Here’s the 5-cent tour of Herself’s latest installment, and then the stuff that’s independently verifiable, in convenient tabular format…
|The Starmore side||The somewhat independently verifiable side|
|Alice Starmore had a concept for a range of yarns with particular colours and colour stories. She put a lot of work into developing the stories, choosing the colours, and worked with Donald Macleod to realize the concept in her chosen medium (wool, of course).||No independent source for verification, but with the exception of the Macleod bit, I believe the rest of it wholeheartedly.|
|She chose to work with Donald Macleod, the individual, and not Donald Macleod Ltd, the company.||No independent source for verification, but this makes me wonder who owned the wool and the machinery, and what kind of legal mess that might have entailed.|
|The yarn range was a success.||When measured on the scale of hand knitting enterprises, quite believable.|
|Donald Macleod, the individual, left the company a couple of months after the yarn range was launched. The individual apparently continued to supply the yarn.||At the moment, not verifiable. But note that the hang tags on the yarn sold by Virtual Yarns indicate that the yarn is made in Great Britain–you’d figure that a patriotic Scotswoman would be certain to tell you if her yarn was made in Scotland, so the yarn is being supplied, but from where?|
|Donald Macleod, the company, went into liquidation in 2003, apparently owing half a million pounds to the local council, Donald Macleod, the individual, and the Harris Tweed Association.||The liquidation was noted earlier, and perhaps the information about the outstanding debts is publicly available.|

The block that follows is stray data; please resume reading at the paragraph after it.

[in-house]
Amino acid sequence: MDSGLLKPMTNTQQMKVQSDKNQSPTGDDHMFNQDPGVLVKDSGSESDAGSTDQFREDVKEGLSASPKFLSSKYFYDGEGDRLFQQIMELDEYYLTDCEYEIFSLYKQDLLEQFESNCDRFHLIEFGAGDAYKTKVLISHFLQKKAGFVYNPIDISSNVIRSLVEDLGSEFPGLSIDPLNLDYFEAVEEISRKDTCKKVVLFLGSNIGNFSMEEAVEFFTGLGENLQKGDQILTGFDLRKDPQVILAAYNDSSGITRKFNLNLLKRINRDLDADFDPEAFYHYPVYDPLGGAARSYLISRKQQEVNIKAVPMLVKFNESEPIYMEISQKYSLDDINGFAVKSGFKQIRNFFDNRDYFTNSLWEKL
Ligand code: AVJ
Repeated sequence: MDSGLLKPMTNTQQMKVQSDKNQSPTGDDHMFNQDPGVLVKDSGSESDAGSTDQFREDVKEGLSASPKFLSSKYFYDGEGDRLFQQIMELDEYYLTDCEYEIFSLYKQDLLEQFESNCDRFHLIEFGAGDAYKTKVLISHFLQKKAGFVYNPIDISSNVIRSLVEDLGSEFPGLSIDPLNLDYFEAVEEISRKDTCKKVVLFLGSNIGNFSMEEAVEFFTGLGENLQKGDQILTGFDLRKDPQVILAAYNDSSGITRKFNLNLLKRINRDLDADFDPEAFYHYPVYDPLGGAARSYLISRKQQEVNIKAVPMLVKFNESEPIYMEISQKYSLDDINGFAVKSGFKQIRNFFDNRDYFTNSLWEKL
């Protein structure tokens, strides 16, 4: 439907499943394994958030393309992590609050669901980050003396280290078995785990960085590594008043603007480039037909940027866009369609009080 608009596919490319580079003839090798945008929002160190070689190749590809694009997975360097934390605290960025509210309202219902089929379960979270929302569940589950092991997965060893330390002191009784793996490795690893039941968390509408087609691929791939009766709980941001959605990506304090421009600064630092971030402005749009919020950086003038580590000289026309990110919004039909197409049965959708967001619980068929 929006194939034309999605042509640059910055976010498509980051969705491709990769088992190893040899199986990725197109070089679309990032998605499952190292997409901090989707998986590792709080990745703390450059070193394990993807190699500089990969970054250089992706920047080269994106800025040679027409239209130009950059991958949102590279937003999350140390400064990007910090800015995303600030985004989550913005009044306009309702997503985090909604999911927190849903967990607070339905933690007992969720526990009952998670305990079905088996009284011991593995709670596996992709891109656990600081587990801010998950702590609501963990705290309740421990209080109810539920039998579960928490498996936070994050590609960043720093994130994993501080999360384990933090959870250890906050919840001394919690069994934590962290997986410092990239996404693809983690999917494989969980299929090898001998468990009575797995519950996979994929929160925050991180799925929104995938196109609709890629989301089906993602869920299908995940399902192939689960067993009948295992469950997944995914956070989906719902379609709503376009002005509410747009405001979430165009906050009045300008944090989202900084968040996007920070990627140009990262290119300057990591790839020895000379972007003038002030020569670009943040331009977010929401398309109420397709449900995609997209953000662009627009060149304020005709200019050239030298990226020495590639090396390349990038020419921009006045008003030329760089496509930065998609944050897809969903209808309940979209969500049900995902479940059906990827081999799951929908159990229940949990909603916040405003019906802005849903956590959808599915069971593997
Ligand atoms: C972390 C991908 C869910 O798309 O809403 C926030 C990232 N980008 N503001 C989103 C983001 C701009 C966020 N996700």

|The next year, a new company now established at the same mill (that’d be HTTL) apparently bought up some yarn from a defunct company, Hunters of Brora, and contracted with knitters to knit up some Di Gilpin designs. The yarn was identified by Starmore herself as “18 cut standard Shetland yarn.” The yarn, says Starmore, was later sold as “Harris Shetland.”||If you’re a yarn bargain hunter, you might recall that Webs has bought up Brora yarn as well. As for the HTTL-purchased Brora yarn, at least some of it was later sold through Elann, everybody’s favourite clearinghouse for discontinued yarn. It was described by Elann as “Harris Tweed Textiles Shetland 4 ply” (and here’s a link to the page as it was in 2004) and the label shown clearly states across the top, in smaller print, “Harris Tweed Textiles” and in much larger print, “Shetland 4 Ply.” The back of the label reads “HTT Ltd” with its address, the company’s URL, and typical yarn label data (shade numbers, weight, yardage, gauge etc.). Despite the juxtaposition of the HTTL company name and the name “Shetland 4 Ply,” the label does not say “Harris Shetland” as Starmore asserts. Unless some of this yarn found its way to the market with a different label that I haven’t seen.
(Thanks, Terri, for pointing out the Elann stock to me!)
|Starmore discovered that the HTTL website was advertising a forthcoming Hebridean knitting yarn featuring designs by Di Gilpin. Starmore says, “It was thus immediately clear that our Hebridean Yarn Concept was being copied.”||Noted earlier, from the version of the HTTL website from May 2004. But the yarn line did not materialize, so was the concept copied? And isn’t this simply called competition?|
|Starmore also discovered (following the timeline that she reports in her story, this was also in 2004) that HTTL had “lifted an entire section of our Virtual Yarns website and were using it word for word, including errors that we had made when writing it. They had copied the whole section from our site, pasted it into their own, and substituted Harris Tweed Textiles for Virtual Yarns. The theft was plain, and the reproduction of the errors was further damning evidence for it.”||I needed a little help to find it, but I did at last find the section of the website that must be the subject of Starmore’s complaint. It’s a page from the 2002 Donald Macleod Ltd website containing order support information. It can be compared to the current order support page on the Virtual Yarns site, which is virtually unchanged since 2001 (some currency figures have changed to reflect business realities). Yes, the content is extremely similar–stuff about whether purchasers would be charged import duty, and so on. The Donald Macleod Ltd version of the page was taken down by December 2003, when the entire site was taken down for retooling. According to the Way Back Machine archives, this order support page was not linked to the version of the website that advertised the forthcoming “Hebridean Inspirations” yarn.|
Oh, for a clean little Stitch ‘n Bitch-type dispute.